Truly a superlative hike and one well worth doing as an overnighter. But as all the guide books say, seriously think twice about doing this trail in poor visibility. We were fortunate that our faith in the weather forecast paid off: we had persistent drizzle and poor visibility all day until a brief clearing just before sunset, and then it cleared overnight to treat us to a spectacularly beautiful sunrise.
Our plan was to set up our tents at Camp Kiser, but since the map was ambiguous, the camp wasn’t marked on the GPS track, and the fact that we were hiking in mist and drizzle, we walked right past it and ended up camping near the end of the trail in an area that’s often under snow until late in the season. Oops. Well, kinda. With no snow, there were a maybe a dozen flat, clear spots for camping. Most of them are close to the trail, though.
At least hiking in on a drizzly day meant that it was quiet, and we shared the camping area with only one other person. (The trail was very busy on the hike out on a fine sunny day – do not expect solitude.) Good thing because there is virtually no privacy at that camping area! There are also no trees, so bring rodent-proof food storage. This area is also very exposed to the weather, and there is nothing to break the wind if it gets up.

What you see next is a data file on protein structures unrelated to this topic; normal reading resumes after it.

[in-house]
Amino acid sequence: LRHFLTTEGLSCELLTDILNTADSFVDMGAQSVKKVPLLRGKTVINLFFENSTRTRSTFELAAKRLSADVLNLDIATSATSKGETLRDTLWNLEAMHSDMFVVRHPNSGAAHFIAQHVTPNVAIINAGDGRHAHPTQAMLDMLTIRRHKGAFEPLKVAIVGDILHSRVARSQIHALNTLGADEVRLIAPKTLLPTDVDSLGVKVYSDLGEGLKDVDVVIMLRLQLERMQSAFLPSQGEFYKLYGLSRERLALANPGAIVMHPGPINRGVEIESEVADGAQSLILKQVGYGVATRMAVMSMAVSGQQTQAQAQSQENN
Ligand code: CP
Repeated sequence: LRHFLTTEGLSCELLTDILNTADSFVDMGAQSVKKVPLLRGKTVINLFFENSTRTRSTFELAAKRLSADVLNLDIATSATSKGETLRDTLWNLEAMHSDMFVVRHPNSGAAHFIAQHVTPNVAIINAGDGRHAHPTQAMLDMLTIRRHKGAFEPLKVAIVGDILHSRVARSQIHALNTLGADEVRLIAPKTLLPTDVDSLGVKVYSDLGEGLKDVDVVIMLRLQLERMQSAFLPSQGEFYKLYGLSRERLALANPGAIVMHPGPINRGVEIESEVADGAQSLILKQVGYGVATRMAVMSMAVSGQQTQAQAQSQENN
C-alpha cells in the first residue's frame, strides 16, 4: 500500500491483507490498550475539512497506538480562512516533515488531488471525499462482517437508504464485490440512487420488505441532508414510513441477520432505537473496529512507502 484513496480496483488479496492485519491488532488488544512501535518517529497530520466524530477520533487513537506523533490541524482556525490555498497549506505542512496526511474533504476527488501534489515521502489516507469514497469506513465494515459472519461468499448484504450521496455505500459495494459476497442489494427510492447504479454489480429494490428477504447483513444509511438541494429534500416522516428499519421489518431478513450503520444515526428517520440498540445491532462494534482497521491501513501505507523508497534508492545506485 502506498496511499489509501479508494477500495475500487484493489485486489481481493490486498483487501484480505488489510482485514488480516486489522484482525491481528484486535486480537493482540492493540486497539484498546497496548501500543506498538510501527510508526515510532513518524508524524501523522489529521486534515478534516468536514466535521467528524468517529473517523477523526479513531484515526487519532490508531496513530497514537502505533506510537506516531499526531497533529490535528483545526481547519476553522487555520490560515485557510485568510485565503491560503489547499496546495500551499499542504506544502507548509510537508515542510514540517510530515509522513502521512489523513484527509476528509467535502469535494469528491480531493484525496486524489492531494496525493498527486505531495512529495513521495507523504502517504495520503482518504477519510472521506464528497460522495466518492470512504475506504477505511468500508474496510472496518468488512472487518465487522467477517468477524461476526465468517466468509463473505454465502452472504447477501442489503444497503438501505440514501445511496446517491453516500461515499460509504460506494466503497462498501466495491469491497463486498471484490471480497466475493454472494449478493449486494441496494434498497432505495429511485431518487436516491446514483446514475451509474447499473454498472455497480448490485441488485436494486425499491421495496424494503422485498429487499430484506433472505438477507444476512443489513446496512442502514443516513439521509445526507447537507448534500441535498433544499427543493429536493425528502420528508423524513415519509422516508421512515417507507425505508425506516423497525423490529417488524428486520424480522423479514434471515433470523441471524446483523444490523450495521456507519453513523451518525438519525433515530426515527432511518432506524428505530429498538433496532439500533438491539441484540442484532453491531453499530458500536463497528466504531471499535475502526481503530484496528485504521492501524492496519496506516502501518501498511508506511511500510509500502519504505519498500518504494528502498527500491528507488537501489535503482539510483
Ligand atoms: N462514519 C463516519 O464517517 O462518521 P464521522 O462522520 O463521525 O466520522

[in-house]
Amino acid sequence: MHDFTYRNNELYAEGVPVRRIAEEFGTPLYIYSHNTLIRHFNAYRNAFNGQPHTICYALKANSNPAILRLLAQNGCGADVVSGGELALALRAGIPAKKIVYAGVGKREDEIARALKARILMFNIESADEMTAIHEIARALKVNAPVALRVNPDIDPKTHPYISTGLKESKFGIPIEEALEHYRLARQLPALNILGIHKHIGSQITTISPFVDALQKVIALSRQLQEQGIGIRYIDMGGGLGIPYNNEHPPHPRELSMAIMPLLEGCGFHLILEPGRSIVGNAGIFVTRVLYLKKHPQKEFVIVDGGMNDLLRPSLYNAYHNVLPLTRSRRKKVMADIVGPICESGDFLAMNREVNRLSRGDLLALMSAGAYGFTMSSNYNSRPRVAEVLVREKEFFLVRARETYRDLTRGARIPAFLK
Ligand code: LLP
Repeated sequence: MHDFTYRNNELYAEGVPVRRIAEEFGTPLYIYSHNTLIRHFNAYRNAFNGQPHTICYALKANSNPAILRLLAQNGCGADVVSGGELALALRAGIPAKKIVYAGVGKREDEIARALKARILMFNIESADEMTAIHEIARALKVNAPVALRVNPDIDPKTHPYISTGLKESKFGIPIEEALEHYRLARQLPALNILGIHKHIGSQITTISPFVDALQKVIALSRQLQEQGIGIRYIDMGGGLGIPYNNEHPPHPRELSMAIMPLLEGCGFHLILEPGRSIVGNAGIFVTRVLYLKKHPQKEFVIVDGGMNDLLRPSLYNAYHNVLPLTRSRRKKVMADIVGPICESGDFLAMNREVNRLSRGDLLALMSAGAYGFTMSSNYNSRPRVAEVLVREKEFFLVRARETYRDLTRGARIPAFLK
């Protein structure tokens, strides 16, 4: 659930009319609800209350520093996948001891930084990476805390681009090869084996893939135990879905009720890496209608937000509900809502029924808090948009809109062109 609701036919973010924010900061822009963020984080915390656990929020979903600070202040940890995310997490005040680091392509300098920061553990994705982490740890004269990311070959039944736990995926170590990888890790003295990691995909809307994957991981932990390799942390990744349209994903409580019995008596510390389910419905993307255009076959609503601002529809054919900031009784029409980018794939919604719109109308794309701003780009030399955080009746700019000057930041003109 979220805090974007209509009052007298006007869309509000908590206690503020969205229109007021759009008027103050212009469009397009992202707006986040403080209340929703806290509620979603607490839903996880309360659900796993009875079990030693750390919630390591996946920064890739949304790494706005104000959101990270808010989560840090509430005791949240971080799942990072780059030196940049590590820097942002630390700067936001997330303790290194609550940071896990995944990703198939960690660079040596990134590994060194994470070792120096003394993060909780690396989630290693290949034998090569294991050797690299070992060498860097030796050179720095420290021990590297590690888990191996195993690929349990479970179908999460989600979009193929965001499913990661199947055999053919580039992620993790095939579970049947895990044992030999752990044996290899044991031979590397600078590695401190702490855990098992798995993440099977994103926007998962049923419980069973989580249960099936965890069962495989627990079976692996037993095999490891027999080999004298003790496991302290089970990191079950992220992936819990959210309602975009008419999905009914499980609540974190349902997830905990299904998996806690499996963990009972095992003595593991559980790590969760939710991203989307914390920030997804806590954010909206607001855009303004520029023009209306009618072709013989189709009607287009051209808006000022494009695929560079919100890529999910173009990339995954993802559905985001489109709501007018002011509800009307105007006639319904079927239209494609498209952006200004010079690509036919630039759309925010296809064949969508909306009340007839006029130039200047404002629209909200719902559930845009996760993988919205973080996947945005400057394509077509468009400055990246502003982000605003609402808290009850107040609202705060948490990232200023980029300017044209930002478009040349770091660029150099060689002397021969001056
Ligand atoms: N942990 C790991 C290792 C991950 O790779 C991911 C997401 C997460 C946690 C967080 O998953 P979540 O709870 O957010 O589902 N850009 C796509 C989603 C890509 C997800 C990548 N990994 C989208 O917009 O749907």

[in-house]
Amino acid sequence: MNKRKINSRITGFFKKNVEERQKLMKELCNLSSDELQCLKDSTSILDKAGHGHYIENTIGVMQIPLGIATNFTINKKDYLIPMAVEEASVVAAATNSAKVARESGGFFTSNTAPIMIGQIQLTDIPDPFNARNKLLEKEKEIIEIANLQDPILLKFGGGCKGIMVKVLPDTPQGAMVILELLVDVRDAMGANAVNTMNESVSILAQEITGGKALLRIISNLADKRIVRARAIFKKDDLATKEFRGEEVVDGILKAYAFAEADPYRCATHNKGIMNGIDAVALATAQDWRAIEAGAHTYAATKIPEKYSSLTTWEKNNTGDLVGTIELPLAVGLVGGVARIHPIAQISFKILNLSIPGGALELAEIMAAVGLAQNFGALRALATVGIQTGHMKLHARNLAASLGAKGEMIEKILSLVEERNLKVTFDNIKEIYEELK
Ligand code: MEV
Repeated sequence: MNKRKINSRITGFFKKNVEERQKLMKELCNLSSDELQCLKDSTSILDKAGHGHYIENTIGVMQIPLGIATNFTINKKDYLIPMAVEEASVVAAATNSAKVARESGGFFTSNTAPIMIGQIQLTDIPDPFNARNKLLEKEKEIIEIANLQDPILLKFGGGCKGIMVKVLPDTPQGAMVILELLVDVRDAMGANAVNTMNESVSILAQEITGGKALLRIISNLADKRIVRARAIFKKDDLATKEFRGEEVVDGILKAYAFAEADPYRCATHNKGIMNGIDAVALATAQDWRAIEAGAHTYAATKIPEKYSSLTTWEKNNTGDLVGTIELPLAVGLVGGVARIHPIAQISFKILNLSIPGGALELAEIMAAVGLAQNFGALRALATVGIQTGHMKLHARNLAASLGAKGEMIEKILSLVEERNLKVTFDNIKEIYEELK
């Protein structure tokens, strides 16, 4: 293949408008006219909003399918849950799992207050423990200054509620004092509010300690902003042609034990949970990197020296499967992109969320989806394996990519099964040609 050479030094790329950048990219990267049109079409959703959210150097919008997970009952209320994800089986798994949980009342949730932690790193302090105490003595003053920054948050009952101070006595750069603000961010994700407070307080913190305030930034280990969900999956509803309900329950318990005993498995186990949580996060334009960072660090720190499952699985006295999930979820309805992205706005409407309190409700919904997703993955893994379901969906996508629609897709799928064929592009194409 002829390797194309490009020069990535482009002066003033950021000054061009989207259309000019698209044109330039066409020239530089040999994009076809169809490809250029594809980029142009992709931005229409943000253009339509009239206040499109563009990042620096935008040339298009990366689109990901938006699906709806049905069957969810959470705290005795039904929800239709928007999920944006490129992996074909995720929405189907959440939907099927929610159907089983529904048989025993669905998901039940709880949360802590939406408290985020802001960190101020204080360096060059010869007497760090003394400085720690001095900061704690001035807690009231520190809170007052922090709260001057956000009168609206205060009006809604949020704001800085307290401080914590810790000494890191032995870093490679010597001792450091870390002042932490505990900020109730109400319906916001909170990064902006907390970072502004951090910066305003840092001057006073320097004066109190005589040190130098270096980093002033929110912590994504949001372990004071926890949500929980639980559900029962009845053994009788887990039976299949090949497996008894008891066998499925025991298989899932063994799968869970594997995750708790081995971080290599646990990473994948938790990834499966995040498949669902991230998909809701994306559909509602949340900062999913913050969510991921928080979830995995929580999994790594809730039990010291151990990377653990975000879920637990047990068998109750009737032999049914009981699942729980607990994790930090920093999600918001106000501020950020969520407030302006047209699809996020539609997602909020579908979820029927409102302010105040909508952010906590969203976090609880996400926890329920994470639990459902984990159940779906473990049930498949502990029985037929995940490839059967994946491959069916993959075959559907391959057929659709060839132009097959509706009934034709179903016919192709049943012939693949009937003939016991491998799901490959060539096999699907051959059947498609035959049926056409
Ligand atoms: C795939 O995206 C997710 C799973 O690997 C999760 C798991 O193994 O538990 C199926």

We encountered zero snow on the trail, and as such were able to safely hike to the end of the trail at the East Portal. But there is no doubt that crossing some of those slopes with snow present would be extremely risky without the right gear and experience. The view from the East Portal down over the glaciers on Mt Baker was absolutely incredible. Just be aware that there is an almost vertical drop-off on the south side of the portal – scary!
The flower show is well and truly over, and the berry bushes are beginning to show signs of changing colour.
Remarkably for an August hike, there were no bugs to contend with. Just a pesky chipmunk near our campsite that chewed its way into an unattended bag of trail mix.
Note this area is a “blue bag” area (aka poop and scoop). Pick up one at the ranger station in Glacier or at the trailhead. Confusingly, the blue bags do *not* go into the blue bins at Artist Point (which are for recycling).
Next time we’ll take it a little easier to enjoy the view at Camp Kiser, explore the plateau near it and scramble up Coleman Pinnacle. Fun awaits! :-)